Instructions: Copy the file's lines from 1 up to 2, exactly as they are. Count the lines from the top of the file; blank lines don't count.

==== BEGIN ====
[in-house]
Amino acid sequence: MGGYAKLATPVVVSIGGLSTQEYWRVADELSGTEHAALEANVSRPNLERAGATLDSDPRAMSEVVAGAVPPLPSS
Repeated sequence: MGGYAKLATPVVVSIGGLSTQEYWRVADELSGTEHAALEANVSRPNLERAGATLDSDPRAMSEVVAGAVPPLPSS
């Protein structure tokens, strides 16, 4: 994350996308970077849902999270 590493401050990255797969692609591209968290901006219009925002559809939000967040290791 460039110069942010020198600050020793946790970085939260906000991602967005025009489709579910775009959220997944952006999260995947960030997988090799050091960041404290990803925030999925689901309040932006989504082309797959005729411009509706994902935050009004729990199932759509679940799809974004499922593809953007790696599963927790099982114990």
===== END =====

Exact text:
[in-house]
Amino acid sequence: MGGYAKLATPVVVSIGGLSTQEYWRVADELSGTEHAALEANVSRPNLERAGATLDSDPRAMSEVVAGAVPPLPSS